Earthquakes, droughts, floods, and storms are natural hazards, but unnatural disasters resulting from human activity cause deaths and damage. Every disaster is unique, but each one exposes actions by governments and individuals which, had they been different, would have resulted in fewer deaths and less damage.
The book Natural hazards, unnatural disasters: the economics of effective prevention, published by the World Bank, examines disasters mostly from an economic perspective. However, it also draws on other disciplines, such as psychology (to examine how people may misperceive risks), political science (to understand voting patterns), and nutrition science to see how undernutrition in children after a disaster impairs cognitive abilities and can affect their productivity as adults. It asks provocative questions, such as: Should all disasters be prevented? Do disasters increase or decrease conflict? Does foreign aid help or hinder prevention? How do growing cities and a changing climate shape the disaster prevention landscape?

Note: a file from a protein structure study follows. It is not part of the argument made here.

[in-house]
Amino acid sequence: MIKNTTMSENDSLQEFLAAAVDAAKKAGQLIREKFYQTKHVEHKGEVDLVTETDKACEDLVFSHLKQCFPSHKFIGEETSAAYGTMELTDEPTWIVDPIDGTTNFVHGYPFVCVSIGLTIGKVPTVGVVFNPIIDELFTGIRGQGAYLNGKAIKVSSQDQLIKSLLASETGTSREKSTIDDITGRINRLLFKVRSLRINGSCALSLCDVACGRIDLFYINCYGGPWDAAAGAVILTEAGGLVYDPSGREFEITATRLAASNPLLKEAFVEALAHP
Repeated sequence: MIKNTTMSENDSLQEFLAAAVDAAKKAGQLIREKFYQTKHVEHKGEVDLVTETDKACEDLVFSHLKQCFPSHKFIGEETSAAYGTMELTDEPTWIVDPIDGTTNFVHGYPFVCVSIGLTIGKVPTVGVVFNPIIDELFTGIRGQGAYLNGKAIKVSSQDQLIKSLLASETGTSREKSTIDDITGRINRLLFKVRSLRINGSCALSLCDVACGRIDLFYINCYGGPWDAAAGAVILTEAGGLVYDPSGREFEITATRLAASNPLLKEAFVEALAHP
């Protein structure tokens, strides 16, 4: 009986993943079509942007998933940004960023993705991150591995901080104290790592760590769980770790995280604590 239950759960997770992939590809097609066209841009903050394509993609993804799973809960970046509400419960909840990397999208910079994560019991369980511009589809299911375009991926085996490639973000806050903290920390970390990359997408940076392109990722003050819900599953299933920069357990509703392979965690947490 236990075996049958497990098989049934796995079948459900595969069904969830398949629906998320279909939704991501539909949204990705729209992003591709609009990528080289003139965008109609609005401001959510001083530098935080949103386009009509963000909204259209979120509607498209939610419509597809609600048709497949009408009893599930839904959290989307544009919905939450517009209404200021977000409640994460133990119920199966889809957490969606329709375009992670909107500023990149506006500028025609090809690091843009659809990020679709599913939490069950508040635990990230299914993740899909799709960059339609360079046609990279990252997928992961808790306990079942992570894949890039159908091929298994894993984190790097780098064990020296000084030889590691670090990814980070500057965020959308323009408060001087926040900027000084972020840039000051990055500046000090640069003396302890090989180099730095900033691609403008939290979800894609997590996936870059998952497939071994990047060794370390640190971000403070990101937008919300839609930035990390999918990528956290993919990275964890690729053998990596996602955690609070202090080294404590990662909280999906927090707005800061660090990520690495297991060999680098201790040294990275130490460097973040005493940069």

This book will appeal to government officials, urban planners, aid agencies, NGOs, donors, and other development professionals. The English version can be accessed online at: http://issuu.com/world.bank.publications/docs/9780821380505